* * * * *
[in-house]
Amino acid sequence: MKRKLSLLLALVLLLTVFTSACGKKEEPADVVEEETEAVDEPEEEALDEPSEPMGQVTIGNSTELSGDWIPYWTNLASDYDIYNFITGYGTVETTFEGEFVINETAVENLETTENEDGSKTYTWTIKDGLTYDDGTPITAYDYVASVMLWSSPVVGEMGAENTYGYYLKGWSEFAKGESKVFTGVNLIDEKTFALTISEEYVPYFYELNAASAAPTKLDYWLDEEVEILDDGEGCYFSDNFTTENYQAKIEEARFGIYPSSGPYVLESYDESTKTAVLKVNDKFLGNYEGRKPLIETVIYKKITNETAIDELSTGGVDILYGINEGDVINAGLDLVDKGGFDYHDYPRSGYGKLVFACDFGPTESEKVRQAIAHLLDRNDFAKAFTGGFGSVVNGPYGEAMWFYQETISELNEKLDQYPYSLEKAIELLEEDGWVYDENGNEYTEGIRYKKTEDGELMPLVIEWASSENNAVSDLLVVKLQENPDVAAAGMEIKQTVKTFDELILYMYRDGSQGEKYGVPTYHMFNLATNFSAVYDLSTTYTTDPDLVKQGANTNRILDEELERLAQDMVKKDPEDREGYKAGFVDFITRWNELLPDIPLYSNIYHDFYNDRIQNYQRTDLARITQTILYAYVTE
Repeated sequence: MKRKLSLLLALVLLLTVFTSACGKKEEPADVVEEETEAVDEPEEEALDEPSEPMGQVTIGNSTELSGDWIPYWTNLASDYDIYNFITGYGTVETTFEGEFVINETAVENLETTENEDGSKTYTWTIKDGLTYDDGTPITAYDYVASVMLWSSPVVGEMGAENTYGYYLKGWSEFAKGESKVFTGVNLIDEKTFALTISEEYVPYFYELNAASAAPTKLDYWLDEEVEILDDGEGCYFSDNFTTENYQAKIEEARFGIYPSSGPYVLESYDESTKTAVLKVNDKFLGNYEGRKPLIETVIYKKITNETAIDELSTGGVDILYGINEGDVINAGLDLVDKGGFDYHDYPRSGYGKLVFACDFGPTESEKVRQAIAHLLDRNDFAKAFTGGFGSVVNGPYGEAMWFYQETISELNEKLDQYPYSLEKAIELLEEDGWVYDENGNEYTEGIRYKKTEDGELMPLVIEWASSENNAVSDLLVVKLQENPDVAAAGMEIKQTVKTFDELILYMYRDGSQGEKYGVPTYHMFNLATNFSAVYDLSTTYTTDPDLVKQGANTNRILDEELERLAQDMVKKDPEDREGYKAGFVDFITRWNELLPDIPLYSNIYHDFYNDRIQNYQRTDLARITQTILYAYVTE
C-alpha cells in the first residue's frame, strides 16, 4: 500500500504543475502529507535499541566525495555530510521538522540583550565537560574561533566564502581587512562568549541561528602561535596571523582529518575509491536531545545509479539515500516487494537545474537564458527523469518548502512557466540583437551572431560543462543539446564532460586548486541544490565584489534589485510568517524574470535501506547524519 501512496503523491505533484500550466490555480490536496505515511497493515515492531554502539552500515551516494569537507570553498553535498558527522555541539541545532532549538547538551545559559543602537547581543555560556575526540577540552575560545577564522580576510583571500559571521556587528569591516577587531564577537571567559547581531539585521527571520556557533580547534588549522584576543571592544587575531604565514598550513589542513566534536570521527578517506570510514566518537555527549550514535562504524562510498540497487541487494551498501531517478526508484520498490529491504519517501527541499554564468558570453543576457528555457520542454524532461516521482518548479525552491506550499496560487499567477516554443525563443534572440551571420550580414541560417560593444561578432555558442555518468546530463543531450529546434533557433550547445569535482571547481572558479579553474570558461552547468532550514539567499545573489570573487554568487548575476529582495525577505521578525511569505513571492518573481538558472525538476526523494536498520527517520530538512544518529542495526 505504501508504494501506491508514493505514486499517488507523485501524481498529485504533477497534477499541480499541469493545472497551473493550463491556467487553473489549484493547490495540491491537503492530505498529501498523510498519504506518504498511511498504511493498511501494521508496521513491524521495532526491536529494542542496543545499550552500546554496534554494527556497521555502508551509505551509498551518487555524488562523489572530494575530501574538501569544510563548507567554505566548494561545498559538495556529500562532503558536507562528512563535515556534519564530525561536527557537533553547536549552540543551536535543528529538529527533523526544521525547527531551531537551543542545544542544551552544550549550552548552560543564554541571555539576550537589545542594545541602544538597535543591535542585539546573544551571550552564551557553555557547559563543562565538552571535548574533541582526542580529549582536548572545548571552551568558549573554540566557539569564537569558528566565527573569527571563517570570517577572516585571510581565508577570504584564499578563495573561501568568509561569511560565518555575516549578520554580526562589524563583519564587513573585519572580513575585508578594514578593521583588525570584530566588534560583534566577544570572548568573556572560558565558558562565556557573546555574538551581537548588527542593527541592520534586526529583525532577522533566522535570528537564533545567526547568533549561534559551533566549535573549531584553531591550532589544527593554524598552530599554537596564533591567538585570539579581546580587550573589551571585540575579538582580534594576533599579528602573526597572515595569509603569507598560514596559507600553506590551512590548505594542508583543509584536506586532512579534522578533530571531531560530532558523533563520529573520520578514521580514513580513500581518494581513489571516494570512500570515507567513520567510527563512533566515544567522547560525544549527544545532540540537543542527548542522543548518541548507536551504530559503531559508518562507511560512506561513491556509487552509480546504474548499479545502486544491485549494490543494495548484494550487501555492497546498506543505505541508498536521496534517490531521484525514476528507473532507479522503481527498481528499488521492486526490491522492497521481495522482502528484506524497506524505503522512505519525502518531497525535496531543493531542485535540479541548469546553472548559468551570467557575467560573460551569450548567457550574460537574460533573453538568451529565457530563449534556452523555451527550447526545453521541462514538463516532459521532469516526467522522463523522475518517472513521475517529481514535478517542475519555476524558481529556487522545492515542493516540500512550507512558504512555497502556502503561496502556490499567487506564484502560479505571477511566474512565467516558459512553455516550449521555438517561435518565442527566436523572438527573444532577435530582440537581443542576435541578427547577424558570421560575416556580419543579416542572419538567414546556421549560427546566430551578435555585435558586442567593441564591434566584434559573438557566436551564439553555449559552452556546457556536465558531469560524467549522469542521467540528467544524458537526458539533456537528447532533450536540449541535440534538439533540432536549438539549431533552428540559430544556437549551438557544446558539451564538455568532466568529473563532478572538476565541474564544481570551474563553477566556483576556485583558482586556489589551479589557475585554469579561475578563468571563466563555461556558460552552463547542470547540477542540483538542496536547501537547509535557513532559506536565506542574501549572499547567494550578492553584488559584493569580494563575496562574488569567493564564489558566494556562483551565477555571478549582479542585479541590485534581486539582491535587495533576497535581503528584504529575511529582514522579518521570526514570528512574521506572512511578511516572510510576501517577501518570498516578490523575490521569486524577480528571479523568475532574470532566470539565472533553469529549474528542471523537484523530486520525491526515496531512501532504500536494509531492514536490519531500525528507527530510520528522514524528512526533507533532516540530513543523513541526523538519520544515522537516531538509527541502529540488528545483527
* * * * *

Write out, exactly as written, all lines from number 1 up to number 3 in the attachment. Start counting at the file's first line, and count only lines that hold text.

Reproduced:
[in-house]
Amino acid sequence: MKRKLSLLLALVLLLTVFTSACGKKEEPADVVEEETEAVDEPEEEALDEPSEPMGQVTIGNSTELSGDWIPYWTNLASDYDIYNFITGYGTVETTFEGEFVINETAVENLETTENEDGSKTYTWTIKDGLTYDDGTPITAYDYVASVMLWSSPVVGEMGAENTYGYYLKGWSEFAKGESKVFTGVNLIDEKTFALTISEEYVPYFYELNAASAAPTKLDYWLDEEVEILDDGEGCYFSDNFTTENYQAKIEEARFGIYPSSGPYVLESYDESTKTAVLKVNDKFLGNYEGRKPLIETVIYKKITNETAIDELSTGGVDILYGINEGDVINAGLDLVDKGGFDYHDYPRSGYGKLVFACDFGPTESEKVRQAIAHLLDRNDFAKAFTGGFGSVVNGPYGEAMWFYQETISELNEKLDQYPYSLEKAIELLEEDGWVYDENGNEYTEGIRYKKTEDGELMPLVIEWASSENNAVSDLLVVKLQENPDVAAAGMEIKQTVKTFDELILYMYRDGSQGEKYGVPTYHMFNLATNFSAVYDLSTTYTTDPDLVKQGANTNRILDEELERLAQDMVKKDPEDREGYKAGFVDFITRWNELLPDIPLYSNIYHDFYNDRIQNYQRTDLARITQTILYAYVTE
Repeated sequence: MKRKLSLLLALVLLLTVFTSACGKKEEPADVVEEETEAVDEPEEEALDEPSEPMGQVTIGNSTELSGDWIPYWTNLASDYDIYNFITGYGTVETTFEGEFVINETAVENLETTENEDGSKTYTWTIKDGLTYDDGTPITAYDYVASVMLWSSPVVGEMGAENTYGYYLKGWSEFAKGESKVFTGVNLIDEKTFALTISEEYVPYFYELNAASAAPTKLDYWLDEEVEILDDGEGCYFSDNFTTENYQAKIEEARFGIYPSSGPYVLESYDESTKTAVLKVNDKFLGNYEGRKPLIETVIYKKITNETAIDELSTGGVDILYGINEGDVINAGLDLVDKGGFDYHDYPRSGYGKLVFACDFGPTESEKVRQAIAHLLDRNDFAKAFTGGFGSVVNGPYGEAMWFYQETISELNEKLDQYPYSLEKAIELLEEDGWVYDENGNEYTEGIRYKKTEDGELMPLVIEWASSENNAVSDLLVVKLQENPDVAAAGMEIKQTVKTFDELILYMYRDGSQGEKYGVPTYHMFNLATNFSAVYDLSTTYTTDPDLVKQGANTNRILDEELERLAQDMVKKDPEDREGYKAGFVDFITRWNELLPDIPLYSNIYHDFYNDRIQNYQRTDLARITQTILYAYVTE